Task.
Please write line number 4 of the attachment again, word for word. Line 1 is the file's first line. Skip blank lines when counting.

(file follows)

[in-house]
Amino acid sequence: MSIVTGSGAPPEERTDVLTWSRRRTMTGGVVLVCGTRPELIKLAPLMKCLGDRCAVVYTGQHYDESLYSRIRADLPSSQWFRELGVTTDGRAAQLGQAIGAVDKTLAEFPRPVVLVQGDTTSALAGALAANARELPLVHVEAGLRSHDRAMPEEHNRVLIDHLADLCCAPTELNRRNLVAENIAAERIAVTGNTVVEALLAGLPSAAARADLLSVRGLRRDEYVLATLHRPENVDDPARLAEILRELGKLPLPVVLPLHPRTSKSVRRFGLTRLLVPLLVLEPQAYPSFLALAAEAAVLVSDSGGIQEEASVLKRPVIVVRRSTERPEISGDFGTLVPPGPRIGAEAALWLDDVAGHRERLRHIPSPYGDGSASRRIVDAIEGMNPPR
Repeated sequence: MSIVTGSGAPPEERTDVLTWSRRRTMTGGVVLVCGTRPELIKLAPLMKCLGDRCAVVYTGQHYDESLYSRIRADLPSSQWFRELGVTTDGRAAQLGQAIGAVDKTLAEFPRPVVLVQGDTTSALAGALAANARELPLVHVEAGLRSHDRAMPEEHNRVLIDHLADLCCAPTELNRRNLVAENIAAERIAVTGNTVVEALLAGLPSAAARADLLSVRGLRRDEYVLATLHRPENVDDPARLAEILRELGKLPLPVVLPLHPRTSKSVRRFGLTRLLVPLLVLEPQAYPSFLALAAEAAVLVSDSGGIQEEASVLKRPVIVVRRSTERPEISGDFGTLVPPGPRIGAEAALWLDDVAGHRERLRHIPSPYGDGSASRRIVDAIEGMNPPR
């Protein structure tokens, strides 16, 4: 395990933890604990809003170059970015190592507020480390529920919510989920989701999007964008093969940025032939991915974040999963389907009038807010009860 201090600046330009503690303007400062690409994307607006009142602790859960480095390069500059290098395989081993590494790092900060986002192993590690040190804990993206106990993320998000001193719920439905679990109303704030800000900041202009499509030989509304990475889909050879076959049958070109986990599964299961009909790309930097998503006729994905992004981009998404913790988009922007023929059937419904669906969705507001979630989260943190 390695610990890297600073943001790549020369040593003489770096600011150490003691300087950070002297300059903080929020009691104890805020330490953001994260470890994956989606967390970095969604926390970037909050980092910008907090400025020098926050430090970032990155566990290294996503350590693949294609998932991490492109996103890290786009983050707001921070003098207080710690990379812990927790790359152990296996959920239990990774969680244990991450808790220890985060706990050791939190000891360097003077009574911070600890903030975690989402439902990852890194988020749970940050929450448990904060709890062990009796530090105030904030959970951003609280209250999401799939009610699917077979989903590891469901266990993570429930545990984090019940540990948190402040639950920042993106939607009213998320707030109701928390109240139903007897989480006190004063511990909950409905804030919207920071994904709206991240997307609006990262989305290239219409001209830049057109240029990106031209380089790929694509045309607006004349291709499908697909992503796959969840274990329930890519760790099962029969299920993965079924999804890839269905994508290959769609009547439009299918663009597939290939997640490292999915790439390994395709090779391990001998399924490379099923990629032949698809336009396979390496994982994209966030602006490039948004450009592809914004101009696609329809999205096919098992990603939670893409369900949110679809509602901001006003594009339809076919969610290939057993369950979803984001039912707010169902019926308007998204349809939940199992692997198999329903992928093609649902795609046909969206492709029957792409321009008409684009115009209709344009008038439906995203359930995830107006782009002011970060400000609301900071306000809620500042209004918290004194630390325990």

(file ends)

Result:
């Protein structure tokens, strides 16, 4: 395990933890604990809003170059970015190592507020480390529920919510989920989701999007964008093969940025032939991915974040999963389907009038807010009860 201090600046330009503690303007400062690409994307607006009142602790859960480095390069500059290098395989081993590494790092900060986002192993590690040190804990993206106990993320998000001193719920439905679990109303704030800000900041202009499509030989509304990475889909050879076959049958070109986990599964299961009909790309930097998503006729994905992004981009998404913790988009922007023929059937419904669906969705507001979630989260943190 390695610990890297600073943001790549020369040593003489770096600011150490003691300087950070002297300059903080929020009691104890805020330490953001994260470890994956989606967390970095969604926390970037909050980092910008907090400025020098926050430090970032990155566990290294996503350590693949294609998932991490492109996103890290786009983050707001921070003098207080710690990379812990927790790359152990296996959920239990990774969680244990991450808790220890985060706990050791939190000891360097003077009574911070600890903030975690989402439902990852890194988020749970940050929450448990904060709890062990009796530090105030904030959970951003609280209250999401799939009610699917077979989903590891469901266990993570429930545990984090019940540990948190402040639950920042993106939607009213998320707030109701928390109240139903007897989480006190004063511990909950409905804030919207920071994904709206991240997307609006990262989305290239219409001209830049057109240029990106031209380089790929694509045309607006004349291709499908697909992503796959969840274990329930890519760790099962029969299920993965079924999804890839269905994508290959769609009547439009299918663009597939290939997640490292999915790439390994395709090779391990001998399924490379099923990629032949698809336009396979390496994982994209966030602006490039948004450009592809914004101009696609329809999205096919098992990603939670893409369900949110679809509602901001006003594009339809076919969610290939057993369950979803984001039912707010169902019926308007998204349809939940199992692997198999329903992928093609649902795609046909969206492709029957792409321009008409684009115009209709344009008038439906995203359930995830107006782009002011970060400000609301900071306000809620500042209004918290004194630390325990």